Thomas’ declaration is exactly what John states in His prologue, ‘the Logos was Theos’, John 1:1-2 / John 1:14 /Colossians 1:19 / Colossians 2:9 / Hebrews 1:8. The normal word for God is ‘Theos’, and this is used for the second descriptive word. Thomas basically says, ‘without doubt, you are my risen Lord, and I acknowledge you as Deity!’

Jesus leaves with a great blessing on all modern Christians who have seen no miracles, no resurrected Jesus or even an apostle. We are blessed as we haven’t seen and yet believe.

‘Blessed are those who have not seen and yet believe’ refers to some disciples then, Luke 24:33-34, it includes all who subsequently believed through the apostles’ word, John 20:30-31 / John 17:20 / 1 Peter 1:8. This however was a terrible rebuke of the one who needed to see.

Doubting Thomas!

I believe the term ‘doubting Thomas’ is unfairly used to describe Thomas because of this one event, it was only a week before when the other disciples doubted that Christ has risen from the grave, even when He was among them, Luke 24:38.

There were times when Thomas showed more courage and demonstrate more faith than the others. When the other disciples tried to keep Jesus from going to Bethany to raise Lazarus from the dead because of the danger from those in the area who had just earlier tried to stone Him, John 11:8, it was Thomas who said to them, ‘Let us also go, that we may die with him.’ John 11:16

It was also Thomas who asked Jesus, ‘Lord, we don’t know where you are going, so how can we know the way?’ Jesus answered, ‘I am the way and the truth and the life. No one comes to the Father except through me.’ John 14:5-6


‘Jesus performed many other signs in the presence of his disciples, which are not recorded in this book. But these are written that you may believe that Jesus is the Messiah, the Son of God, and that by believing you may have life in his name.’ John 20:30-31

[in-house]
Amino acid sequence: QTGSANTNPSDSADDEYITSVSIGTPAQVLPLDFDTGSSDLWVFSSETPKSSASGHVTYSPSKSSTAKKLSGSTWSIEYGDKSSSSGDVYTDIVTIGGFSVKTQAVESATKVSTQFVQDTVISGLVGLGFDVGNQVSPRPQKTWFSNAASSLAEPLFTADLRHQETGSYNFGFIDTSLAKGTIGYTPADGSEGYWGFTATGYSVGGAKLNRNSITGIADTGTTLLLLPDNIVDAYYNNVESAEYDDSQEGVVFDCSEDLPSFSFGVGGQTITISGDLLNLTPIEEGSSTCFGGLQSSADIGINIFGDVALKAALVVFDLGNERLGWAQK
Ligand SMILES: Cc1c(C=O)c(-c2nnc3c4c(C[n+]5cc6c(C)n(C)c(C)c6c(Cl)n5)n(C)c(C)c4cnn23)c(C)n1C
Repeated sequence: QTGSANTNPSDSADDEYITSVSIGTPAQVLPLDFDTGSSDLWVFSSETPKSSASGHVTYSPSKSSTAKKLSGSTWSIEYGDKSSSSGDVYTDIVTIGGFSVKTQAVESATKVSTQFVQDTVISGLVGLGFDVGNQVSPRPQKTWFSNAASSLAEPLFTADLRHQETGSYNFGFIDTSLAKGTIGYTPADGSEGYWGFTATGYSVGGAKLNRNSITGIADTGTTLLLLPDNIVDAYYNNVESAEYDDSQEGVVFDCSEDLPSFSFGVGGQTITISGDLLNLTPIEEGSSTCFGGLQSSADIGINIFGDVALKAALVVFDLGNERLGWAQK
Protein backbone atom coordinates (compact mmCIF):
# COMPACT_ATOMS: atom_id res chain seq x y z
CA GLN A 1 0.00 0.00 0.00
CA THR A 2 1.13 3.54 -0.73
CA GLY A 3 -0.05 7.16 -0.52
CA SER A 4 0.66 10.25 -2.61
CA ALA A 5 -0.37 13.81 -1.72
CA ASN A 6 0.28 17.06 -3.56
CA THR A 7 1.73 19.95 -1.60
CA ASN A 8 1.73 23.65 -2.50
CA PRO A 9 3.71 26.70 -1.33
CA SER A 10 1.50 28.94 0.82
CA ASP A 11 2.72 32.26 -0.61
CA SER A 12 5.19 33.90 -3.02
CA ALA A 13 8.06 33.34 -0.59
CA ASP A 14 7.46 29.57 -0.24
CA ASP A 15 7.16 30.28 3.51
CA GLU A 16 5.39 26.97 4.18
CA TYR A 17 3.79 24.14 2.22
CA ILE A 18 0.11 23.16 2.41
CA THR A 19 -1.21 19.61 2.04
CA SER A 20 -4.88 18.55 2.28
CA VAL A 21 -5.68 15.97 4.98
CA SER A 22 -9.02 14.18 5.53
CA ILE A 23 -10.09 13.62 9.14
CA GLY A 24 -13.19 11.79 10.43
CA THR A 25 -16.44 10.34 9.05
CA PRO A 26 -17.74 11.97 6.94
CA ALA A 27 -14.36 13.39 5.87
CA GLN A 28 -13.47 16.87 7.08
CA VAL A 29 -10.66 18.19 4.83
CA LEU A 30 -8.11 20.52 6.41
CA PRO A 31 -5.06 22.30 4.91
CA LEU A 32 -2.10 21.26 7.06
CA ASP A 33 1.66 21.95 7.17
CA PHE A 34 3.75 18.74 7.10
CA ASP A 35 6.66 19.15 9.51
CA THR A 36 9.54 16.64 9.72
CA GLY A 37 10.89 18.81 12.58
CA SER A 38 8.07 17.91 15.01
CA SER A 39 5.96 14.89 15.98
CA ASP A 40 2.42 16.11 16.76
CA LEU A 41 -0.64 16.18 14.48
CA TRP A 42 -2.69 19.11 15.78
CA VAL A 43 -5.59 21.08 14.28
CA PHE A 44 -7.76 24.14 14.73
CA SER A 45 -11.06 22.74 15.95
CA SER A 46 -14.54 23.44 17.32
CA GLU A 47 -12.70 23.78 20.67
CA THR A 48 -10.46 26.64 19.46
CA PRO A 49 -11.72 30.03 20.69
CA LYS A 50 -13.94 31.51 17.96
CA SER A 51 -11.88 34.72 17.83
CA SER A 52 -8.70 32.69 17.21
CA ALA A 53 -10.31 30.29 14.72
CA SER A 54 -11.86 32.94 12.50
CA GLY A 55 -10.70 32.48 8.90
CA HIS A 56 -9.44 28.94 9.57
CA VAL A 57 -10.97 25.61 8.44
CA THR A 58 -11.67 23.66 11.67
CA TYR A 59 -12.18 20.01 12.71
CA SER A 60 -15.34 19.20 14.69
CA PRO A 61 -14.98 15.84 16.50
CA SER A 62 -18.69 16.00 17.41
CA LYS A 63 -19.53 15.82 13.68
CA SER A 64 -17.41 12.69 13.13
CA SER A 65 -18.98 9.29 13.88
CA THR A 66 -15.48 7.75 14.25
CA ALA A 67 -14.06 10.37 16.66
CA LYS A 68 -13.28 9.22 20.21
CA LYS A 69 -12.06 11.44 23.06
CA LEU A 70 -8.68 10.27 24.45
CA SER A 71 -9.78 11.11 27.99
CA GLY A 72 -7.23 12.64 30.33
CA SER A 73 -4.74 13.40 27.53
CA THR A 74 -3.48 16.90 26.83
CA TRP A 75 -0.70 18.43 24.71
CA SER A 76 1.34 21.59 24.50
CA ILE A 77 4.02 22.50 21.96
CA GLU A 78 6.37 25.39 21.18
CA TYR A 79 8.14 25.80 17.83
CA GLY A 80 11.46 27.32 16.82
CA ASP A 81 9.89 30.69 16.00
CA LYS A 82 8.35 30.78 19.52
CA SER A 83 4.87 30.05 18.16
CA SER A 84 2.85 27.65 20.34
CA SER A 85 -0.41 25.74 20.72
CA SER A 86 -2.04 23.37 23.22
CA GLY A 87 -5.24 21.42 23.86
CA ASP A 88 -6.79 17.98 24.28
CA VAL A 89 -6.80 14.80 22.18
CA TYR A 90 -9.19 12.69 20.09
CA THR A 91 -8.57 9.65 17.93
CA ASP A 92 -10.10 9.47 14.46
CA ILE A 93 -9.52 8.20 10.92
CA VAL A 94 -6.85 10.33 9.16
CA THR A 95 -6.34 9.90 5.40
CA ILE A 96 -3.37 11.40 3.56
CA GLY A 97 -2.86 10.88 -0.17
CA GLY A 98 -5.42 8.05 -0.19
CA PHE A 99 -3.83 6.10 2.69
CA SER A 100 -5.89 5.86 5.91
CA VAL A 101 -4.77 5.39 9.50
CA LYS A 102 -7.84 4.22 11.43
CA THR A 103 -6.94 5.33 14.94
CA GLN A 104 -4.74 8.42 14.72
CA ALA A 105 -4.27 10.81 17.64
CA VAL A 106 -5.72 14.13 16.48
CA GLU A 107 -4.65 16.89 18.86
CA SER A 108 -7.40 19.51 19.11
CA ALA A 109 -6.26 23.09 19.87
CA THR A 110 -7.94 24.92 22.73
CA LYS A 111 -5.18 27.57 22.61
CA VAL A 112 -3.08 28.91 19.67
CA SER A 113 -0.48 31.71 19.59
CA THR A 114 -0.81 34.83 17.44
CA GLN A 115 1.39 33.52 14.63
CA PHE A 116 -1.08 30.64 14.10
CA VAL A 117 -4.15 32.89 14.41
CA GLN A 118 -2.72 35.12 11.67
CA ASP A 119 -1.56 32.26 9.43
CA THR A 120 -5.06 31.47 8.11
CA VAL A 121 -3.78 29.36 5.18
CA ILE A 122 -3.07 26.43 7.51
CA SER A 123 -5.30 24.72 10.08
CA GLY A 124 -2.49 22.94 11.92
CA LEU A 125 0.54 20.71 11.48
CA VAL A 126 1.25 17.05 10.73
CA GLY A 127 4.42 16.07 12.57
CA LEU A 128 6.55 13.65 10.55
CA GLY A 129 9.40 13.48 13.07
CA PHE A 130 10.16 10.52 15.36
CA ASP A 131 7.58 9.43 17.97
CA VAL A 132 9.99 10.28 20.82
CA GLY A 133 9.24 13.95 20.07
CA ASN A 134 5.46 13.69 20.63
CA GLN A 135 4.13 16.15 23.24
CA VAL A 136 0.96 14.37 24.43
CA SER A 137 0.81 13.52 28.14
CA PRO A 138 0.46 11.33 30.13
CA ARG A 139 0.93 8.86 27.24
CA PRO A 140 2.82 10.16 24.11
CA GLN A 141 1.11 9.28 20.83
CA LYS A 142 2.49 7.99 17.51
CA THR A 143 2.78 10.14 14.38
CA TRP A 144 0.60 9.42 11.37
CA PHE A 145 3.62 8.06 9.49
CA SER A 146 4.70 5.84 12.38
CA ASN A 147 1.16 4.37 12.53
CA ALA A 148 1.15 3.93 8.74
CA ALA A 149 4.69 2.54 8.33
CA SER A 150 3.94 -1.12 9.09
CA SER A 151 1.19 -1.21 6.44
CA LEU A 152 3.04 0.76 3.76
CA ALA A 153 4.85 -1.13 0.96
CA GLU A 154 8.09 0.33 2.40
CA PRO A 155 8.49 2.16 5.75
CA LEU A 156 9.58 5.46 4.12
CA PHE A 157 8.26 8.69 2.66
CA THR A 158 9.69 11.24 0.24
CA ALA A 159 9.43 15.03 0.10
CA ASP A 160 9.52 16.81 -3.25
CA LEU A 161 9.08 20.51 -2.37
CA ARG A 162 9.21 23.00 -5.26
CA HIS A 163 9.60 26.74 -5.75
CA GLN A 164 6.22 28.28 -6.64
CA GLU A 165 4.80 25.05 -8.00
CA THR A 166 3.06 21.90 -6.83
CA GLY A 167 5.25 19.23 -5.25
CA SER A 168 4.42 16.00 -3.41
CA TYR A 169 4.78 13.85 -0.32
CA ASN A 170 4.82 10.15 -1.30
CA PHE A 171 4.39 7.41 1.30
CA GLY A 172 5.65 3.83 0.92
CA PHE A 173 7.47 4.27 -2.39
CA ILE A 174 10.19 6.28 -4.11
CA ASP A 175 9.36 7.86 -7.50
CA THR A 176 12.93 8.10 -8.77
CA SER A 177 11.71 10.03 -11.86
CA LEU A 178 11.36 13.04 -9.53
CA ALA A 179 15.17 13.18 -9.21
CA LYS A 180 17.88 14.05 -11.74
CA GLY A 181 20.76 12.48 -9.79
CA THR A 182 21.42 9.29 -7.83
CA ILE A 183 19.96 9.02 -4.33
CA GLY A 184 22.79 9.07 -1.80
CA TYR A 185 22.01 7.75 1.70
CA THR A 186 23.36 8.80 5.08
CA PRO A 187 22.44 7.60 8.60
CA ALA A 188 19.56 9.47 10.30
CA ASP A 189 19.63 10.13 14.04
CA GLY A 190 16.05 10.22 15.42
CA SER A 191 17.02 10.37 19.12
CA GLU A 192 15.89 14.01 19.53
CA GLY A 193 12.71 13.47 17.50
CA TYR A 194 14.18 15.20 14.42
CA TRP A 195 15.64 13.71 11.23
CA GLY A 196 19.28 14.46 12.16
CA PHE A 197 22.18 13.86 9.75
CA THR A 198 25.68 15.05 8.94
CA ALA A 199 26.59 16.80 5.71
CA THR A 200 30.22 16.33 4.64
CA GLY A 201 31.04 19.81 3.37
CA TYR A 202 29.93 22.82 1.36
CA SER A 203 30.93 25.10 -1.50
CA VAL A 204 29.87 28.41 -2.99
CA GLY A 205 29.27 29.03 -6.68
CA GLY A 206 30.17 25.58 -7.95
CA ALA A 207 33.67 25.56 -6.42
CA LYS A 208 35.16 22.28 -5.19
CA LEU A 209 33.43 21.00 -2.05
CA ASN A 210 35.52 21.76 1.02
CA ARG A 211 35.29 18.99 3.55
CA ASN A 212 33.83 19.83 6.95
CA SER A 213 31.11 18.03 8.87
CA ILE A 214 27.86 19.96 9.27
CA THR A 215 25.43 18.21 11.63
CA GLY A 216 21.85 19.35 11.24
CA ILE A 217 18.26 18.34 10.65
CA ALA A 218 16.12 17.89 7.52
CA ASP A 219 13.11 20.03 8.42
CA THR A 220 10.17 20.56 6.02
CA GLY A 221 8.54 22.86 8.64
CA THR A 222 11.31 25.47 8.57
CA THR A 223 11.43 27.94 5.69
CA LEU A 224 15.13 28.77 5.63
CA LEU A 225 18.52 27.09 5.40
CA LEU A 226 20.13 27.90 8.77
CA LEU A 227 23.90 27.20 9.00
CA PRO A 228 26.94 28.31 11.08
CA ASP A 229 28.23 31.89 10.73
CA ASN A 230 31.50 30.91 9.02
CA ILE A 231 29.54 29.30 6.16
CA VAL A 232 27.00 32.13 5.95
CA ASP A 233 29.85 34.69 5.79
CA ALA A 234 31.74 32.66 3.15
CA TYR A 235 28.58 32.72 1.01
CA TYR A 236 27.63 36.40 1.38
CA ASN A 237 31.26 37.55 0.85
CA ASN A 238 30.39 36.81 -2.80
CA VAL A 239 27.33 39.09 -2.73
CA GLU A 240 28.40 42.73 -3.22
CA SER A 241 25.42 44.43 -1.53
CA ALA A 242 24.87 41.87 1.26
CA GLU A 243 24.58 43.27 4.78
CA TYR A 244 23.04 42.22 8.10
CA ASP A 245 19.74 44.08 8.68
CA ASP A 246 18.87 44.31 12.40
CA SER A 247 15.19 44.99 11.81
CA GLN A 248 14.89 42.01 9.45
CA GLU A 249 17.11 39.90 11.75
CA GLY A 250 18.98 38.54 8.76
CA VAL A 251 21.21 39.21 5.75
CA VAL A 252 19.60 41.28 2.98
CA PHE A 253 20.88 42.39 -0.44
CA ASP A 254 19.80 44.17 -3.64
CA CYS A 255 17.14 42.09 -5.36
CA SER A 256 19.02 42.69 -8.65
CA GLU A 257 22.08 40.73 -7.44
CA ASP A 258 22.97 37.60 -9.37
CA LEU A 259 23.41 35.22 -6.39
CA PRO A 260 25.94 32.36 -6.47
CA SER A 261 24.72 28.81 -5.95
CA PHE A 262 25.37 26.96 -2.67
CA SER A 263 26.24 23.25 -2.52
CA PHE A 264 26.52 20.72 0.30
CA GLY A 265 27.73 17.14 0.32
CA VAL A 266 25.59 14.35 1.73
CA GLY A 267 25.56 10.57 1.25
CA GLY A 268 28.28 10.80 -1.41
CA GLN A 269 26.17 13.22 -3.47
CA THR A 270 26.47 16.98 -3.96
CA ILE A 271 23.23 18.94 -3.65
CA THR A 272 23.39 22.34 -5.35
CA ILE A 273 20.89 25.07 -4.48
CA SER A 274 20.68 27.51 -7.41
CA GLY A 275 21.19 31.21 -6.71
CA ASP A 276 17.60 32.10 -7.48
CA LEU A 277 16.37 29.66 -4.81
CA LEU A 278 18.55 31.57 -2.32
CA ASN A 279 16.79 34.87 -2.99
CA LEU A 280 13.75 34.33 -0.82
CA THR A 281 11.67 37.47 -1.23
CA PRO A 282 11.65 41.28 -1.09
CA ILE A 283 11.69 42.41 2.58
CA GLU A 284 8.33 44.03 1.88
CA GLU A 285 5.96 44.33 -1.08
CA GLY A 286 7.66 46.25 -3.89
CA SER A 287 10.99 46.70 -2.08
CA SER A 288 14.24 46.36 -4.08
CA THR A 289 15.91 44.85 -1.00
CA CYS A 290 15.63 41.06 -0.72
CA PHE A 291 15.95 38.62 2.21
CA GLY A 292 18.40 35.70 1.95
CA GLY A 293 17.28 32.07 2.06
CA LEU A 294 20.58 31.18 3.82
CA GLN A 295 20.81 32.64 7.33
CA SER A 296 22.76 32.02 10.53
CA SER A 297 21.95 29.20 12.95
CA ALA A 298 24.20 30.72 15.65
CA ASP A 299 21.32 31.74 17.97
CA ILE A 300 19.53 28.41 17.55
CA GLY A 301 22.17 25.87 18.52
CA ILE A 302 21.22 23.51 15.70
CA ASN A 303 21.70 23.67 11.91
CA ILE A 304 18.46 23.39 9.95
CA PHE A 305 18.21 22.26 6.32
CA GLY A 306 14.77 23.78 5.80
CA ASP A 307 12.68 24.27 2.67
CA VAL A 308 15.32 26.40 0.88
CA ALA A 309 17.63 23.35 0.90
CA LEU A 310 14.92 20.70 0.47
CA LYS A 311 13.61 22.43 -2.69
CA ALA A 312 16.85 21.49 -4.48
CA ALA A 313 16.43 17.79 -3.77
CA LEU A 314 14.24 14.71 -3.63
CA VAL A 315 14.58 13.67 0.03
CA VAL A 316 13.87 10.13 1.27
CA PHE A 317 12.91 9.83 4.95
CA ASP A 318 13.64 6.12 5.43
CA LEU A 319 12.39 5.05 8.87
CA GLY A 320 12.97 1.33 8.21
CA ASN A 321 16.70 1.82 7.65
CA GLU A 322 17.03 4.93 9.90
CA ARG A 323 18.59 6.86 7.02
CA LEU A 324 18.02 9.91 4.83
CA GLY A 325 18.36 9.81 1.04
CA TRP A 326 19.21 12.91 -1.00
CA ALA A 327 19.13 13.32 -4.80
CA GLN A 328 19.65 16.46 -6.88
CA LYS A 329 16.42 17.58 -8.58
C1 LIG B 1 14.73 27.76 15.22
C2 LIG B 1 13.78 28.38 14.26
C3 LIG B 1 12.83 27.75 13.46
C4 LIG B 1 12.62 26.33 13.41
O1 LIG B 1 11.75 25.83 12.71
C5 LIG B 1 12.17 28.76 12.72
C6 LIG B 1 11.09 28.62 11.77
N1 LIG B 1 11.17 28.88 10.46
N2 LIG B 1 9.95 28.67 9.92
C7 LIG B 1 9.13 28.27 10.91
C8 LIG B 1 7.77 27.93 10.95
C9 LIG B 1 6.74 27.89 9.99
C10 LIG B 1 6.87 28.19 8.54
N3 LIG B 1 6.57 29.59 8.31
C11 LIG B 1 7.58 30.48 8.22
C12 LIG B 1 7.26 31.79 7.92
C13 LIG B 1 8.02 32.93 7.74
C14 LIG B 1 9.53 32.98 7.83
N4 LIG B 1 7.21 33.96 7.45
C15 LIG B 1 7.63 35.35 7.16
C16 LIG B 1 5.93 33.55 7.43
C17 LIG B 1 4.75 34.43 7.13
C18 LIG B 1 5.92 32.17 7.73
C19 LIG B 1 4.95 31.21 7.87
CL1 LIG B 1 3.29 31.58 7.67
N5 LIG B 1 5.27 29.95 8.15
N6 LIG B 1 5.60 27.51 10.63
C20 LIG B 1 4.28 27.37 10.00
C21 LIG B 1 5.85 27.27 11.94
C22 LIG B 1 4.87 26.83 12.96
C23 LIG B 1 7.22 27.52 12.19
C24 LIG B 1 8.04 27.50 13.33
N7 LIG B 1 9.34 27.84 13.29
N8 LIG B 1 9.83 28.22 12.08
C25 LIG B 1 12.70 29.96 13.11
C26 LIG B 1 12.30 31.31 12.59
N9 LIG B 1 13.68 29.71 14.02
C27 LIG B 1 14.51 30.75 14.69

I believe it’s not a coincidence that John ends this chapter with these words because they contrast what’s just happened with Thomas and his doubting with the blessings which come from actually believing.

Here we see the purpose of the Gospel, John’s purpose in writing this book is that readers might believe, be convinced by adequate evidence, that Jesus is the Christ, the Son of God, and that as a result, they might have, ‘eternal’ life in His Name.

John says, that Jesus did ‘many other signs.’ John 2:23 / John 4:45 / John 12:37 / John 21:25. ‘In the presence of His disciples,’ all the signs ‘semeia’ of Jesus were authenticated by honest witnesses.

‘That you may believe,’ present tense, that you may keep on believing. John’s inspired record has produced ‘continuous and successive confirmation of faith in Jesus Christ through the ages.’

It’s encouraging to see that so much more occurred that hasn’t been mentioned in this book. John’s writings have given us sufficient knowledge about Jesus to accept Him and put our trust in Him.

I believe if we’re honest with ourselves, we would admit that there are times or have been times in our Christian journey where doubt sets into our minds. We know that Jesus won’t physically appear in front of us, but we can easily open our Bibles and remind ourselves of the many proofs which happened that He really is the risen Lord.